Logan Forsythe— Los Angeles Dodgers
PECOTA: .250/18/80/66/8 (+0)
3 Year: .256/14/59/44/6
Forsythe is a bit of a wild card. His three year numbers include one truncated season, so they are not particularly appropriate. Even the PECOTA numbers were made with the assumption that he would be back in Tampa. So, you include a better lineup with a different hitting environment and you get entirely different numbers. Heck, we haven’t even included the league switch.
Nick Franklin— Tampa Bay Rays
PECOTA: .231/15/59/54/11 (+1)
3 Year: N/A
Like Forsythe, Franklin’s numbers assumed he would be a super utility guy in the Rays infield and perhaps outfield. Now, he is entrenched as the second baseman. We might see a few more plate appearances and a little more of the counting numbers. It might be enough to get him closer to the median in the other categories. He should be a late round flier.
Dee Gordon— Miami Marlins
PECOTA: .272/4/82/41/51 (+3)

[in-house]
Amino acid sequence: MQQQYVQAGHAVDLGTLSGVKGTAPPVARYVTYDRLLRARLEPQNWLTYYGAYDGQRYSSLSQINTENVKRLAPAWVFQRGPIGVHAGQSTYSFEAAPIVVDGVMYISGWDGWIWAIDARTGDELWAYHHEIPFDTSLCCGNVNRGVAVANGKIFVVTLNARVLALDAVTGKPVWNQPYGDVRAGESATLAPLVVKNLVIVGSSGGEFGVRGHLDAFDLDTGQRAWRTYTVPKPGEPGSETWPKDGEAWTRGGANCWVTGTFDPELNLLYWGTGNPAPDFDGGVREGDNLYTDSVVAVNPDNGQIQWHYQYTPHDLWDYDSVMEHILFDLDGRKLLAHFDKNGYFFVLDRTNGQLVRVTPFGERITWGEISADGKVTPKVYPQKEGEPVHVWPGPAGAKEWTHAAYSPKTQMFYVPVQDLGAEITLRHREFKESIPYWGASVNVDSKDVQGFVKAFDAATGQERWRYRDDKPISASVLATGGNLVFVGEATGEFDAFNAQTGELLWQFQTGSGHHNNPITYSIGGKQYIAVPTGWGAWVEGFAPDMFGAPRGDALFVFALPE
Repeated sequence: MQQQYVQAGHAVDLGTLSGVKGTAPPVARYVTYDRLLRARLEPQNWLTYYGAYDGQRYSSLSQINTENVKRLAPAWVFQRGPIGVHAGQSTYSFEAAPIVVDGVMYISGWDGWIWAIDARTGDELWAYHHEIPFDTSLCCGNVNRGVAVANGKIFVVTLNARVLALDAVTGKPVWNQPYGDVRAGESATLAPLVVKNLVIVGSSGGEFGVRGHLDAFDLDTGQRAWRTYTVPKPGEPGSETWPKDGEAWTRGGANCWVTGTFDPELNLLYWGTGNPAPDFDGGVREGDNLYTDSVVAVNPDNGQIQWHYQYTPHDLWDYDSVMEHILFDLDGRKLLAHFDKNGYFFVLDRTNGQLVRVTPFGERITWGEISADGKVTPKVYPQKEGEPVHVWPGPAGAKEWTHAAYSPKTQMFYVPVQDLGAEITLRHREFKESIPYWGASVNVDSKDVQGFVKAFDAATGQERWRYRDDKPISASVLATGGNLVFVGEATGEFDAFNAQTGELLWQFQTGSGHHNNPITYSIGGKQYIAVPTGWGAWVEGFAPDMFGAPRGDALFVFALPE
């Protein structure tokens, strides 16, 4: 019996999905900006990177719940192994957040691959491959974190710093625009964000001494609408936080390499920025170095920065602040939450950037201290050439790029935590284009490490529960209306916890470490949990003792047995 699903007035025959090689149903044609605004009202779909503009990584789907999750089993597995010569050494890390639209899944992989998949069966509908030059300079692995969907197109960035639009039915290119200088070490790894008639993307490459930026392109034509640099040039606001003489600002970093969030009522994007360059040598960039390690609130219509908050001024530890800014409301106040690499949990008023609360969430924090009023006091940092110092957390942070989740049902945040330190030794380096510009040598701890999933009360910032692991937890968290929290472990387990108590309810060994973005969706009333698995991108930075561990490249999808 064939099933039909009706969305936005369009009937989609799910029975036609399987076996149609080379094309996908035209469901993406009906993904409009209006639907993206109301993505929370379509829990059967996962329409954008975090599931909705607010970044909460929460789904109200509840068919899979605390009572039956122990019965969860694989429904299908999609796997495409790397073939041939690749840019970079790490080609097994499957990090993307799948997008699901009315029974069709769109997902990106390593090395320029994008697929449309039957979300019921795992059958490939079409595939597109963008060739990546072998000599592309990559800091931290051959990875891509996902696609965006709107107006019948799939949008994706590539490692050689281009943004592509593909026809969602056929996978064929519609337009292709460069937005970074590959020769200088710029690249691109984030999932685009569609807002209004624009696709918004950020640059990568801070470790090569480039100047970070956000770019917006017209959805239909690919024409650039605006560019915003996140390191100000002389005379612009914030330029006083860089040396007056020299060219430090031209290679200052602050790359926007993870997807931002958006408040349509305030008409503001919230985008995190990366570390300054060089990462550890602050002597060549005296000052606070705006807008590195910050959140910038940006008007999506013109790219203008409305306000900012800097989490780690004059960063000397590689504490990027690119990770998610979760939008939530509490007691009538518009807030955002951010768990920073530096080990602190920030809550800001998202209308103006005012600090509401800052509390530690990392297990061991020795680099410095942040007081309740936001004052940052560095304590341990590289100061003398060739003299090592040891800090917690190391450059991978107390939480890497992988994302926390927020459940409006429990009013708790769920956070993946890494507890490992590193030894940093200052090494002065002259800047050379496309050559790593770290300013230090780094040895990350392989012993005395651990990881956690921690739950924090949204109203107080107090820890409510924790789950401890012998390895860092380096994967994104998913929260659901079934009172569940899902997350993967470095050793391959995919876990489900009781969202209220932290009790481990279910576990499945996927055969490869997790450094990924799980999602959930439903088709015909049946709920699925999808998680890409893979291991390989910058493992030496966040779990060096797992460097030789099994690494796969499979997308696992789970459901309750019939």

3 Year: .297/2/76/45/51
Gordon is essentially a conundrum wrapped in a riddle. Do you look at players in a five (or six) category aggregate or do you look at how much they can help you in a single category? There is only one player in the entire sport that will steal more bases than Gordon, but the rest of the categories are either average or below average. I don’t tend to like one category guys, but you can certainly win with them.
Josh Harrison— Pittsburgh Pirates
PECOTA: .279/11/76/58/19 (+3)
3 Year: .295/7/64/46/16
The natural alternative to a player like Gordon is a player like Harrison. In five category leagues, he outproduces Gordon in three of the four categories other than stolen bases. He isn’t a slouch in that category either, but he doesn’t offer any elite skills. The difference is that he keeps you in the game in every category. He might be just as valuable in his own way.